Given the above, this author believes that the Bill is a brilliant attempt at addressing the menace of air pollution, combatting climate change, and encouraging the speedy resolution of the issues surrounding the downturn in the Power Sector. However, as contemplated above, the Bill will not be far-reaching if it does not provide an alternative, an argument the author believes can be remedied by encouraging the use of renewable energy generating sets. A fortiori, this paper concludes with the notion that the legislative process, whether in the economic, social or administrative spheres, must be vigilant to changing realities and must seek to bring about better conditions of living for the citizens. After all, any regulatory reform that is worth its salt should yield benefits in terms of enhancing efficiency and stimulating innovation.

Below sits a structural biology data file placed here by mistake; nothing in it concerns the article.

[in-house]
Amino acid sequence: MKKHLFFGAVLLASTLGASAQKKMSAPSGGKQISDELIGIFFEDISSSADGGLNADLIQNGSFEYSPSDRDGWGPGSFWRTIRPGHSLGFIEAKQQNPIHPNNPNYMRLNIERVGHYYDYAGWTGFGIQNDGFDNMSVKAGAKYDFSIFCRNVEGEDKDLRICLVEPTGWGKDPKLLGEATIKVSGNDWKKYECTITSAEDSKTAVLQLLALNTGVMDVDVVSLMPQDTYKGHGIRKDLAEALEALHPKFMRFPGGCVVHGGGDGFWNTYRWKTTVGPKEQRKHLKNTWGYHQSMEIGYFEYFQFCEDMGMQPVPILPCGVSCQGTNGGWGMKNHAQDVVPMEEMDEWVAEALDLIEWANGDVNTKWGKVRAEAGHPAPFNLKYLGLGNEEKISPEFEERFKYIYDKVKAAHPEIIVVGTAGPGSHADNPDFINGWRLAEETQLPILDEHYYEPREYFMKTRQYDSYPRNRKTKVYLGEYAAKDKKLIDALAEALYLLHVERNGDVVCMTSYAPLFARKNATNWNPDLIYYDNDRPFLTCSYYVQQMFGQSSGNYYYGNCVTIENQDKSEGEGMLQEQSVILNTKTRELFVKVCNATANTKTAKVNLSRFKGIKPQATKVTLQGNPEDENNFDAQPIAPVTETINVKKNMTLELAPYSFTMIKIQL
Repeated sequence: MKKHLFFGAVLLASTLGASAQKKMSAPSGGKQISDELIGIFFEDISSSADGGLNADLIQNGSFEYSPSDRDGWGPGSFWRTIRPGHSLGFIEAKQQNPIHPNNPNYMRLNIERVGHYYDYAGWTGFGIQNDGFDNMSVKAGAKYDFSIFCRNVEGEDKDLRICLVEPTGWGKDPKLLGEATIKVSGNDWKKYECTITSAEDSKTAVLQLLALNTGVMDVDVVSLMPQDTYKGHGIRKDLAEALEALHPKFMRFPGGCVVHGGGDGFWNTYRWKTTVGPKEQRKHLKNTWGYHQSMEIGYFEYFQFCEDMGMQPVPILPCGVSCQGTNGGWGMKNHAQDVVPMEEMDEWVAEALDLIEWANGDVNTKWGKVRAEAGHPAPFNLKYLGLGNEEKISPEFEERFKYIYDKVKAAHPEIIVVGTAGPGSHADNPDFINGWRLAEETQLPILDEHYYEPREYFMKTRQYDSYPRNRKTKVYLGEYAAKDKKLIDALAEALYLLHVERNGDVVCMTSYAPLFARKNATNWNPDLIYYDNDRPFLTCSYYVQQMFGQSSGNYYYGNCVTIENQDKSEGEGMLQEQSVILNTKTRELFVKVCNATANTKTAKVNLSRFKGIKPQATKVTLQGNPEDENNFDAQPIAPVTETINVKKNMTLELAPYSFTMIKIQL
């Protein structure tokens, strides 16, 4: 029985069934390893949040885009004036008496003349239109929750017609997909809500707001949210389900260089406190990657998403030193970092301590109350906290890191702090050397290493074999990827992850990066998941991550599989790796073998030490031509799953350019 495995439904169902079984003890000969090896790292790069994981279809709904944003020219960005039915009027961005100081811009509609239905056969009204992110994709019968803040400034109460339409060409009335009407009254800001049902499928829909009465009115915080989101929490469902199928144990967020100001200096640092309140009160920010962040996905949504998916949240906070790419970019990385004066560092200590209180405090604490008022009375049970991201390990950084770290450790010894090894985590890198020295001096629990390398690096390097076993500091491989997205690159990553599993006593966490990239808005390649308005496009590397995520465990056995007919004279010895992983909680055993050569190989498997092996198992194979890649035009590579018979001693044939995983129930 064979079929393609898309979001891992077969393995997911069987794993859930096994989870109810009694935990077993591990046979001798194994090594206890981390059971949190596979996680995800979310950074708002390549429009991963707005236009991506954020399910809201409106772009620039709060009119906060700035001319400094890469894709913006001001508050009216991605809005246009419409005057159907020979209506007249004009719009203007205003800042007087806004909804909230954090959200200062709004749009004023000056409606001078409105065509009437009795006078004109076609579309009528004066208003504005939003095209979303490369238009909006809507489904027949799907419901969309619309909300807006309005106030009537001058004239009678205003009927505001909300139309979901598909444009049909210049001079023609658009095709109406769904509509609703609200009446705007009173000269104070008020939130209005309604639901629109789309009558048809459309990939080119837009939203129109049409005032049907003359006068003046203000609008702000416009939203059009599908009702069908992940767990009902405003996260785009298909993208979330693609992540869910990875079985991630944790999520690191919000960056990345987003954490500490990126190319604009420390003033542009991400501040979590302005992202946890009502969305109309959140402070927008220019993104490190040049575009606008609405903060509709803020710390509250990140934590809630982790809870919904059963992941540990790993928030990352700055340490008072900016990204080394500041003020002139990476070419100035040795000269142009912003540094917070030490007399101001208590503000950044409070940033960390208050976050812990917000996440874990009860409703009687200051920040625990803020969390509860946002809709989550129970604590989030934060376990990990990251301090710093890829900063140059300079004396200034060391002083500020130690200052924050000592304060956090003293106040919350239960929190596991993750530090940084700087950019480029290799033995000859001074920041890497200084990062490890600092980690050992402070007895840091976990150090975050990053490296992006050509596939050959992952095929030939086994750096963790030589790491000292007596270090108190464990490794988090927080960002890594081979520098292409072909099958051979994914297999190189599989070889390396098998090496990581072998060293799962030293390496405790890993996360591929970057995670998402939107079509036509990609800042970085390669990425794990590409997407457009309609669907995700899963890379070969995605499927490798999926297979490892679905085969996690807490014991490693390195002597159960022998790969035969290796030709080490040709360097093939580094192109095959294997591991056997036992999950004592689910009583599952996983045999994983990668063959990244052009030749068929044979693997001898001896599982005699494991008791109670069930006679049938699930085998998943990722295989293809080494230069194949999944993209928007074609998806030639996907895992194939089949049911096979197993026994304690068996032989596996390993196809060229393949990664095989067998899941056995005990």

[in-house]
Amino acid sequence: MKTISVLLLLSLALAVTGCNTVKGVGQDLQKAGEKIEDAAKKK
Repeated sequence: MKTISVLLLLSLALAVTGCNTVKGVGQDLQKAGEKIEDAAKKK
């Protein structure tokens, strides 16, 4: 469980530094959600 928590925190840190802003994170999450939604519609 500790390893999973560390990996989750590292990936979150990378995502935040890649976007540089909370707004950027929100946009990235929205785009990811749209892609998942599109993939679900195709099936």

About the Author
Akorede is a Corporate Finance Associate at Odujinrin & Adefulu. He holds a B.L. (Lagos) (First Class Honours); LLB (UK) (First Class Honours); BA (Hons) Philosophy, Ekiti. Akorede is also a candidate of the Freshfields Stephen Lawrence Scholarship Scheme, UK.